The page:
Switching mobile ordering devices? 6 factors to consider

Oct 12, 2021

When talking to our customers, we are regularly asked how Waiterpads compare to tablets for mobile order taking. In this article, we compare them by discussing 6 key factors to consider when weighing up the best mobile ordering device for your venue. 

Waiterpad Vs Tablet

1. Reliability
The core purpose of a mobile ordering device is to reliably transmit orders to service locations for preparation, and the Point of Sale terminal for payment. Wi-fi, a popular and common set-up, is the platform that tablet devices use. In a typical hospitality environment factors such as high-powered microwaves, stainless steel areas, mobile phones, and wireless laptops can interfere with wi-fi transmission causing drop-outs and potentially, lost orders.

Triniteq’s Waiterpad can run on wi-fi but is more commonly set up to run on Radio Frequency (RF) which provides a single frequency for ordering, and it has the least amount of interference and the highest level of uptime and reliability. It also has a much greater range so that larger venues can send orders from further away such as from multiple floors and rooms. To test the range at your venue, the Waiterpad has an inbuilt range tester to confirm receipt of orders at relevant service locations.

Server taking order in a restaurant with Triniteq Tablet

2. Customer Engagement
Since we launched the original Waiterpad back in 2001 we’ve been hearing the argument that the use of mobile ordering devices when taking a customer’s order causes a lack of engagement with the customer. This is a fair concern considering the use of a mobile ordering device can be compared to using a mobile phone while talking to someone. While the server does need to interact with the device to input the order, it can be argued that the same action occurs when writing an order on paper.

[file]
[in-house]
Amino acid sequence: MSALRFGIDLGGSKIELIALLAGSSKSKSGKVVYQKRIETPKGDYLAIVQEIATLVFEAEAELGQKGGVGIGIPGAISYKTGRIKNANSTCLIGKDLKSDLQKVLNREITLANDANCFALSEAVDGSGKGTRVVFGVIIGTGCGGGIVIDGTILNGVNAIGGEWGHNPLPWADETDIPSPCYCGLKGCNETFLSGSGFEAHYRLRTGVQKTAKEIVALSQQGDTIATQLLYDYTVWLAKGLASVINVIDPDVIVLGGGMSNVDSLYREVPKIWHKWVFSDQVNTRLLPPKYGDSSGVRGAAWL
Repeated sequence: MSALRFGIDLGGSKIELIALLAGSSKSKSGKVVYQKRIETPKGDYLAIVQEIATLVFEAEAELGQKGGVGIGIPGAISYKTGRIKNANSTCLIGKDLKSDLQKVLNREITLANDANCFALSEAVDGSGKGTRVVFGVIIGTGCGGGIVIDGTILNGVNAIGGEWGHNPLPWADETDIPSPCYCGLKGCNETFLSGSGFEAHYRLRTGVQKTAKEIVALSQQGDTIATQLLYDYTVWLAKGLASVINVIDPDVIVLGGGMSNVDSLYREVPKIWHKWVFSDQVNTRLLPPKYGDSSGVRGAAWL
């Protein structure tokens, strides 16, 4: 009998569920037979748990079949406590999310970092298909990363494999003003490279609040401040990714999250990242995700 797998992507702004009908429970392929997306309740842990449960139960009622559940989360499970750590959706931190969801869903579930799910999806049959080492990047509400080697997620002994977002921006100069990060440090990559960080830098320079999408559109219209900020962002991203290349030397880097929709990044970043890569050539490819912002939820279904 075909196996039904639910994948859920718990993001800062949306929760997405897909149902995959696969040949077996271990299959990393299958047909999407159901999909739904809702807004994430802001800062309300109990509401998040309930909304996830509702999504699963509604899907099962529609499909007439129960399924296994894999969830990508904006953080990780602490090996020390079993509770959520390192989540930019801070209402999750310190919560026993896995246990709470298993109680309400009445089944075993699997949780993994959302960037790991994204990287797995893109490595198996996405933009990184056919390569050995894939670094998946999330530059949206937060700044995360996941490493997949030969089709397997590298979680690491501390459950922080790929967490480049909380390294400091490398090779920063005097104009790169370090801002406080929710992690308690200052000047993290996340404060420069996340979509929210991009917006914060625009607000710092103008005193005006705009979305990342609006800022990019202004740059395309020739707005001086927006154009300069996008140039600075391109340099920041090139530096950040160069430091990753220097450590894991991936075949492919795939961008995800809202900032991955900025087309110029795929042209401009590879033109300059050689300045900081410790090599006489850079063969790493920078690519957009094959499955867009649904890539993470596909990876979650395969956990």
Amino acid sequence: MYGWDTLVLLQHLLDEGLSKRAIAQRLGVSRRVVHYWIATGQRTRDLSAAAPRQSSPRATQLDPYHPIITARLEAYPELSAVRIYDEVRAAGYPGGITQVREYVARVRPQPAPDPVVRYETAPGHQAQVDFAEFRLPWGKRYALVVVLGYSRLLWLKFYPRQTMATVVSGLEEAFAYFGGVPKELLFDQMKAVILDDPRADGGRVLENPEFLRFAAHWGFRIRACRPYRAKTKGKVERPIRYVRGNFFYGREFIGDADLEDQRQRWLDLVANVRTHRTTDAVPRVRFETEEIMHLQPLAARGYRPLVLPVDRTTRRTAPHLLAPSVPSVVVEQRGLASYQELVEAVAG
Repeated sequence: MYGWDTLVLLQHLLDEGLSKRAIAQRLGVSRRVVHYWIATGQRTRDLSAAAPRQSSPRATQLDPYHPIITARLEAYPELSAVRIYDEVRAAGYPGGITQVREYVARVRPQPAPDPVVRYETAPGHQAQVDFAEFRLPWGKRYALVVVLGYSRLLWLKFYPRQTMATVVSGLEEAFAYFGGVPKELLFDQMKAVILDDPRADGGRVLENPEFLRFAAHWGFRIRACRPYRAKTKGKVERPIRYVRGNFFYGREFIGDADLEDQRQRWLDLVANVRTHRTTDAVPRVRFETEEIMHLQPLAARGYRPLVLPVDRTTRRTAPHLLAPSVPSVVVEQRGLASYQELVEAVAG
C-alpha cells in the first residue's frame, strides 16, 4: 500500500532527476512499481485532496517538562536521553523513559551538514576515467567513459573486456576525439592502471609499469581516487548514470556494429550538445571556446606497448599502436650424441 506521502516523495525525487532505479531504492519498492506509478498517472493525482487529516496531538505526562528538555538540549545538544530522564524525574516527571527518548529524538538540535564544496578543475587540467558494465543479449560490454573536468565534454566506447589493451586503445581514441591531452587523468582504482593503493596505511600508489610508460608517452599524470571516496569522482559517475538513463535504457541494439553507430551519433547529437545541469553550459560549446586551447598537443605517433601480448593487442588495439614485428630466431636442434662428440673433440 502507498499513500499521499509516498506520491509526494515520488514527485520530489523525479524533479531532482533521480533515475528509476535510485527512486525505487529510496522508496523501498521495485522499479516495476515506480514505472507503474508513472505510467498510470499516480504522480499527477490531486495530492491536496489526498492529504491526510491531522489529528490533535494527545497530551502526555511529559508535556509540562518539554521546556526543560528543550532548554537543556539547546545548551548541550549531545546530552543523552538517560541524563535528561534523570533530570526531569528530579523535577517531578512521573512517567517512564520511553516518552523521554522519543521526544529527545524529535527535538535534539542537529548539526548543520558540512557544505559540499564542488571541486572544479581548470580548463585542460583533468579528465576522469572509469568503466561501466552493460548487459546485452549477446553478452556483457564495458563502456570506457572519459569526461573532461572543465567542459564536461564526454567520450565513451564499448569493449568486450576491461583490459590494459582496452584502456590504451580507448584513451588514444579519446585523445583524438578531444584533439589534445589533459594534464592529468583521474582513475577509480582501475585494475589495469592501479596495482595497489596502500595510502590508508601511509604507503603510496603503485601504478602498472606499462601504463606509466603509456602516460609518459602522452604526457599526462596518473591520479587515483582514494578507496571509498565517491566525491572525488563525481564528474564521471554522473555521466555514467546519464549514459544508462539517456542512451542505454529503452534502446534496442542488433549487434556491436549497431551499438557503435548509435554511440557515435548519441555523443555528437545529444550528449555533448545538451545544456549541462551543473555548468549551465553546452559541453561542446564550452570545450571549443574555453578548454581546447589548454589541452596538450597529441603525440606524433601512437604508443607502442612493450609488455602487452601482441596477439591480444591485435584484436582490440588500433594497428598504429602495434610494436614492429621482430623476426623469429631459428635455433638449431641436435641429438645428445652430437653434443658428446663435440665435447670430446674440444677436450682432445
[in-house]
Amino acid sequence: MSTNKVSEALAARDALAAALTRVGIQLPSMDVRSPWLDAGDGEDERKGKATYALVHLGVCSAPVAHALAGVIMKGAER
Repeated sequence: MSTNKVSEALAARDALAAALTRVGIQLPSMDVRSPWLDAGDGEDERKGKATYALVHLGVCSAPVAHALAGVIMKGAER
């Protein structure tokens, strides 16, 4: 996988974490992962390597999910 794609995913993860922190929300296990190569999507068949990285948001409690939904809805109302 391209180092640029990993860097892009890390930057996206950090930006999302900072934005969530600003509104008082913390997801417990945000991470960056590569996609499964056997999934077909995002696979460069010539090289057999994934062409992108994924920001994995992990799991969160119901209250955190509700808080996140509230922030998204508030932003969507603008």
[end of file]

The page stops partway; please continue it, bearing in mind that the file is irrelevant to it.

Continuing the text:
We’ve found that venues experiencing success with mobile ordering have recognised that the key lies in training staff to keep their hands (and device) behind their back while listening to the order and re-establishing eye contact between each order input. By training staff on how to handle the device while interacting with the customer, the personal service style can be preserved. When comparing the Waiterpad with the tablet for levels of customer engagement, the results are very similar.

3. Durability
If you work in the hospitality business, you’ll know first-hand the unforgiving nature of the environment. Floors are hard, space is short, people are busy, and damage to hardware can be hard to avoid. Hardware built-for-purpose will obviously last longer.

Triniteq Waiterpad displaying order screen

Most regular tablet devices have been adapted for mobile ordering whereas Waiterpad was built for the task. Waiterpad features a tough, trans-reflective touchscreen (meaning it’s readable outdoors), a solid, rubberised outer body with reinforced joins on all 4 corners for added durability, and it has been drop tested to 1.5 meters on concrete. The Waiterpad is also made up of component parts that can be easily fixed or replaced at a fraction of the cost of the unit.

Tablets, on the other hand, are less durable and a drop from 1.5 meters on concrete would most likely crack the screen or worse. Then you will need to decide whether to replace just the screen or the whole unit.